37 Different Primary Targets Christian Right Patriot Movement & Militias Extreme Right While issues of race, gender, and class are intertwined in all social movements, each movement sector will frame its arguments in a way that highlights a narrower primary target. Gender & Sexuality Government & “Elites” Race

38 Complex Combinations Social movements target both primary and secondary issues, use different methodologies, and use frames and styles in different ways. Movement SectorPrimary Targets Secondary Targets MethodologiesMajor Frames & Styles by Hypothetical Rank Extreme RightRaceGovernment, Gender Insurgency: Exclusion, Violence Domination Conspiracism Apocalypticism Populist Anti-Elitism Patriot Movement & Armed Militias GovernmentGender, Race Reform: Defensive Vigilantism Populist Anti-Elitism Conspiracism Apocalypticism Domination Christian RightGenderGovernment, Race Reform: Electoral, Regulatory Apocalypticism Conspiracism Domination Populist Anti-Elitism

39 Coalition Building Christian Right Libertarians Conservatives Oppose comprehensive sexuality education in public schools While there are cracks that cause fissures and splits in the Political Right, the various sectors have often been able to work in coalitions on strategic campaigns and tactical alliances. Sometimes right-wing groups work in parallel on broadly- defined projects without an overt coalition.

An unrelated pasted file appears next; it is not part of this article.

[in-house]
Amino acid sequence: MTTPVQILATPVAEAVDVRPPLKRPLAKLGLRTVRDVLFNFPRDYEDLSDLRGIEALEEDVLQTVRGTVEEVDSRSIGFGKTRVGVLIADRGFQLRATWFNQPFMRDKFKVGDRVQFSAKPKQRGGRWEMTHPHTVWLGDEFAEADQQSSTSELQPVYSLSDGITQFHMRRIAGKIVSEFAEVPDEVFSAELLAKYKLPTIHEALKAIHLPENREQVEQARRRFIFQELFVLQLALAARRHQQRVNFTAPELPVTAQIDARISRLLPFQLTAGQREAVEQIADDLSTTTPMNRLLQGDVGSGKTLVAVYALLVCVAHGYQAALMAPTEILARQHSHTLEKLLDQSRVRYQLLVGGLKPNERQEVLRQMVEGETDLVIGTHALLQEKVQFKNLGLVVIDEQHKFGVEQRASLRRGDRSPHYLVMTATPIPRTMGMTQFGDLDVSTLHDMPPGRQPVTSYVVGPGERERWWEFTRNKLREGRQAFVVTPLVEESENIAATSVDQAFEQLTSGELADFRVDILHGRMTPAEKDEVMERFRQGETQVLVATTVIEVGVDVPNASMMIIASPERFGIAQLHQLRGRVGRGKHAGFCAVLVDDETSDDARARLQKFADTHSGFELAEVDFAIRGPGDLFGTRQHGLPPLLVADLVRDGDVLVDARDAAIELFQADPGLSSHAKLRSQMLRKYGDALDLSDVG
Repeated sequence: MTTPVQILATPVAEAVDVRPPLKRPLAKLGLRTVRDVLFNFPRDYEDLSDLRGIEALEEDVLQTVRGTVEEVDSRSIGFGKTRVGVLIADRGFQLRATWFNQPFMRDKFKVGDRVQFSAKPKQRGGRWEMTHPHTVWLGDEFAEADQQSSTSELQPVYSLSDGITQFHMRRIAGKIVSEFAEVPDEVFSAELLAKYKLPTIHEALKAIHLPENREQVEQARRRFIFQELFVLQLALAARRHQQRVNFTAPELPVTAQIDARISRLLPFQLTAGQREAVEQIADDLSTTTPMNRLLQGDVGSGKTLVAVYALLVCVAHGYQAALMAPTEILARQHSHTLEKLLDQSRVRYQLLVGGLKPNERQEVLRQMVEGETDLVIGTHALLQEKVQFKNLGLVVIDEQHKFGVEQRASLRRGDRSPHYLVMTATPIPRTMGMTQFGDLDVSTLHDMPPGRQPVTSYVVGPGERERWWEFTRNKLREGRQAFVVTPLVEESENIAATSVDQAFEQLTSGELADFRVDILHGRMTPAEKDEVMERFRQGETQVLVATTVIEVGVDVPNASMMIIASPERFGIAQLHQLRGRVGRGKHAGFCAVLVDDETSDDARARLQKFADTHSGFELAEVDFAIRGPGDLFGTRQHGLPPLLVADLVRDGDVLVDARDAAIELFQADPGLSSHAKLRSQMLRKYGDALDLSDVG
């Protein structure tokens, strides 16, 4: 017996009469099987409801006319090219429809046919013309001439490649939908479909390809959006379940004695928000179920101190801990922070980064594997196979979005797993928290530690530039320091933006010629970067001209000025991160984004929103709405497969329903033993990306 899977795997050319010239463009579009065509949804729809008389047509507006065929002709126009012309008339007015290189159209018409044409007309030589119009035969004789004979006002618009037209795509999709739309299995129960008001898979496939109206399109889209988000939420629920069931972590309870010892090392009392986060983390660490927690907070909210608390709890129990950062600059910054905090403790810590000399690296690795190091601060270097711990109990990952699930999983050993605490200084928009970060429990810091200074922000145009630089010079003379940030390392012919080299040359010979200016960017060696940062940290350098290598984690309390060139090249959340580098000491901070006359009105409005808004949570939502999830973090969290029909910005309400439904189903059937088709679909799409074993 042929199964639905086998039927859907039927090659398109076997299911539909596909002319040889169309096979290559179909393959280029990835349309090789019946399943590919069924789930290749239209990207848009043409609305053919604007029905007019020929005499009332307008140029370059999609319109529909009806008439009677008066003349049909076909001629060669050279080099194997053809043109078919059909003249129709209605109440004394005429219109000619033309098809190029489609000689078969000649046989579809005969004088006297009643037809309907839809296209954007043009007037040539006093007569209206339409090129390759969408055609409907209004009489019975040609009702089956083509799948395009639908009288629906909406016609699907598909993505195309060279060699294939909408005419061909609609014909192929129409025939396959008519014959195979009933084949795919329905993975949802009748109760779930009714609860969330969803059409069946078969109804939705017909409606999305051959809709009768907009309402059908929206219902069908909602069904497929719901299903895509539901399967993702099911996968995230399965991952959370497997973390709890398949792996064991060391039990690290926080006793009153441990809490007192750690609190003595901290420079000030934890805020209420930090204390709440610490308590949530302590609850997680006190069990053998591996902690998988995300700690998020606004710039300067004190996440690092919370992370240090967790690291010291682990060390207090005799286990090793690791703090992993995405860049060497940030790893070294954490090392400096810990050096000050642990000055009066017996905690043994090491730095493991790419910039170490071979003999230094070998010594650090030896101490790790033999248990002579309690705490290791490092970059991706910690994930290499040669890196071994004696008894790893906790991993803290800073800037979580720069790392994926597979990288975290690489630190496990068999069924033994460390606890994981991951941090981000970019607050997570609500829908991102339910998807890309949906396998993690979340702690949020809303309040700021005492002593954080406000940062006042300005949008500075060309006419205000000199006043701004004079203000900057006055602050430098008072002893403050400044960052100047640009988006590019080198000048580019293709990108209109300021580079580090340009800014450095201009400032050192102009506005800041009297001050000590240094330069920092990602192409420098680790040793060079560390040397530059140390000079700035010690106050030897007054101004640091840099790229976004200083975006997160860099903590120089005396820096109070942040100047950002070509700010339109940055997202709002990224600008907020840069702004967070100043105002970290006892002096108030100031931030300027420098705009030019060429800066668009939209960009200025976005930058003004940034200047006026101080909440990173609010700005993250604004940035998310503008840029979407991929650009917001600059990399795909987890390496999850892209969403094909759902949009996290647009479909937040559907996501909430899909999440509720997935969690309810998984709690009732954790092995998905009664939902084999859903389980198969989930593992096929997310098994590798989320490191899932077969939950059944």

40 White Anglo Saxon Protestantism, Eurocentrism, White Supremacy, Male Privilege, Heterosexism, Christian Superiority, Isolationism Ideologies of the Old Right Post WWII Fusionist Coalition Economic Libertarianism + Social Traditionalism + Militant Anti-Communism = Modern Conservatism Coalition Called the New Right New Methods and Technologies of Mobilization, New Coded Forms of Racism New Evangelical Awakening Anti-Abortion, Anti-LGBT Rights, Anti-Feminist, Dominionism, Reconstructionism. Ideological Influence of Neoconservatism Funded by Right-Wing Think Tanks The New Right Coalition used right-wing populist rhetoric to build its membership & voter base. The New Right Coalition became a major building block of the contemporary U.S. Political Right & the Republican Party. Building Blocks of the U.S. Political Right s – 1980s 1950s

41 Mobilizing Resentment The term “New Right” is used to describe the conservative coalition built in the 1970s to elect Ronald Reagan as President in “The New Right captured and mobilized widespread social stress caused by rapid social and economic stress. It did not create backlash sentiments out of whole cloth. They had already existed, at least latently. New Right leaders listened to them, took them seriously, and then mobilized and manipulated them.” Jean Hardisty: Mobilizing Resentment, p. 42

42 “Populism seeks to mobilize ‘the people’ as a social or political force. It can move to the left or right. Populism can be tolerant or intolerant. It can promote civil discourse and political participation or promote scapegoating, demagoguery, and conspiracism. It can oppose the status quo and challenge elites to promote change, or support the status quo to defend ‘the people’ against a perceived threat by elites or subversive outsiders. Populism can have an upper middle/small entrepreneur class base or a lower middle/working class base.” (Chip Berlet & Matthew N. Lyons, Right-Wing Populism in America) Populist Rhetoric & Mobilizing Resentment